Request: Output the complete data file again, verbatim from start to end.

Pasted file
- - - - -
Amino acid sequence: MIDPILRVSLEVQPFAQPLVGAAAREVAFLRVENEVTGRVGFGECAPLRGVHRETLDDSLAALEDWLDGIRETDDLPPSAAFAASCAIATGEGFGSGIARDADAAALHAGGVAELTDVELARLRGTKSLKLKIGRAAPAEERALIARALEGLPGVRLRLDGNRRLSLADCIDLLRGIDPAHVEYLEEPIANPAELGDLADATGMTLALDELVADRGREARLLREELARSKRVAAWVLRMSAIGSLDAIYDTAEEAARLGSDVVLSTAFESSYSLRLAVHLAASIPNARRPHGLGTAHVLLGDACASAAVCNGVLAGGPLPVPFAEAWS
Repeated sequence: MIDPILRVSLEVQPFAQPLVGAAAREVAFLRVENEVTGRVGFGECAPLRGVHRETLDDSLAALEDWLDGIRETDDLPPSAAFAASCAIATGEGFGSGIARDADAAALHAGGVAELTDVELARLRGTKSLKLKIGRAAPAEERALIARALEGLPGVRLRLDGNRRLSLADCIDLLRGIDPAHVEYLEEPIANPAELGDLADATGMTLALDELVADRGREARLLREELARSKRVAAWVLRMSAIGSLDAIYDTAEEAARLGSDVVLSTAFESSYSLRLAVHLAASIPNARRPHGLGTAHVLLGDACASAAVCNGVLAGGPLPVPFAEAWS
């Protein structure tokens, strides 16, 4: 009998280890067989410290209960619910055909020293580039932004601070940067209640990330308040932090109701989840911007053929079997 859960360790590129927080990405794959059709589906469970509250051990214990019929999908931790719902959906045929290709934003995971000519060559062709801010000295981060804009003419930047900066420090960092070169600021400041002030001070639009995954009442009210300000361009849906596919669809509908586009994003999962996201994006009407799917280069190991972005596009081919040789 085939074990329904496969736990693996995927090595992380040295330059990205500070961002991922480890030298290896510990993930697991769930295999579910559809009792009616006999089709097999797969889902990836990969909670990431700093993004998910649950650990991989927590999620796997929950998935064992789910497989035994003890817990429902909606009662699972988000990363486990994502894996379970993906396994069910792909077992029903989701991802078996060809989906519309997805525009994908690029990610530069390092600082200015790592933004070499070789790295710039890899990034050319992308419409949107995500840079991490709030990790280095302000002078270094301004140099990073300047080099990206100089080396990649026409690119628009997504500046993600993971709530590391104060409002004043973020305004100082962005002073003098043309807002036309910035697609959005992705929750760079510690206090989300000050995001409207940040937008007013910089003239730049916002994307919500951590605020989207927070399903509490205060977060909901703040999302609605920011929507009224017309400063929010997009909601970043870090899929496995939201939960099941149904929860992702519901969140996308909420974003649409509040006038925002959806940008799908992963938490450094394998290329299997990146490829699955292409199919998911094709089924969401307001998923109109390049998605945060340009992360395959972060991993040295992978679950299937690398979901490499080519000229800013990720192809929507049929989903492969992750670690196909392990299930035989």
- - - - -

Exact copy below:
Amino acid sequence: MIDPILRVSLEVQPFAQPLVGAAAREVAFLRVENEVTGRVGFGECAPLRGVHRETLDDSLAALEDWLDGIRETDDLPPSAAFAASCAIATGEGFGSGIARDADAAALHAGGVAELTDVELARLRGTKSLKLKIGRAAPAEERALIARALEGLPGVRLRLDGNRRLSLADCIDLLRGIDPAHVEYLEEPIANPAELGDLADATGMTLALDELVADRGREARLLREELARSKRVAAWVLRMSAIGSLDAIYDTAEEAARLGSDVVLSTAFESSYSLRLAVHLAASIPNARRPHGLGTAHVLLGDACASAAVCNGVLAGGPLPVPFAEAWS
Repeated sequence: MIDPILRVSLEVQPFAQPLVGAAAREVAFLRVENEVTGRVGFGECAPLRGVHRETLDDSLAALEDWLDGIRETDDLPPSAAFAASCAIATGEGFGSGIARDADAAALHAGGVAELTDVELARLRGTKSLKLKIGRAAPAEERALIARALEGLPGVRLRLDGNRRLSLADCIDLLRGIDPAHVEYLEEPIANPAELGDLADATGMTLALDELVADRGREARLLREELARSKRVAAWVLRMSAIGSLDAIYDTAEEAARLGSDVVLSTAFESSYSLRLAVHLAASIPNARRPHGLGTAHVLLGDACASAAVCNGVLAGGPLPVPFAEAWS
């Protein structure tokens, strides 16, 4: 009998280890067989410290209960619910055909020293580039932004601070940067209640990330308040932090109701989840911007053929079997 859960360790590129927080990405794959059709589906469970509250051990214990019929999908931790719902959906045929290709934003995971000519060559062709801010000295981060804009003419930047900066420090960092070169600021400041002030001070639009995954009442009210300000361009849906596919669809509908586009994003999962996201994006009407799917280069190991972005596009081919040789 085939074990329904496969736990693996995927090595992380040295330059990205500070961002991922480890030298290896510990993930697991769930295999579910559809009792009616006999089709097999797969889902990836990969909670990431700093993004998910649950650990991989927590999620796997929950998935064992789910497989035994003890817990429902909606009662699972988000990363486990994502894996379970993906396994069910792909077992029903989701991802078996060809989906519309997805525009994908690029990610530069390092600082200015790592933004070499070789790295710039890899990034050319992308419409949107995500840079991490709030990790280095302000002078270094301004140099990073300047080099990206100089080396990649026409690119628009997504500046993600993971709530590391104060409002004043973020305004100082962005002073003098043309807002036309910035697609959005992705929750760079510690206090989300000050995001409207940040937008007013910089003239730049916002994307919500951590605020989207927070399903509490205060977060909901703040999302609605920011929507009224017309400063929010997009909601970043870090899929496995939201939960099941149904929860992702519901969140996308909420974003649409509040006038925002959806940008799908992963938490450094394998290329299997990146490829699955292409199919998911094709089924969401307001998923109109390049998605945060340009992360395959972060991993040295992978679950299937690398979901490499080519000229800013990720192809929507049929989903492969992750670690196909392990299930035989």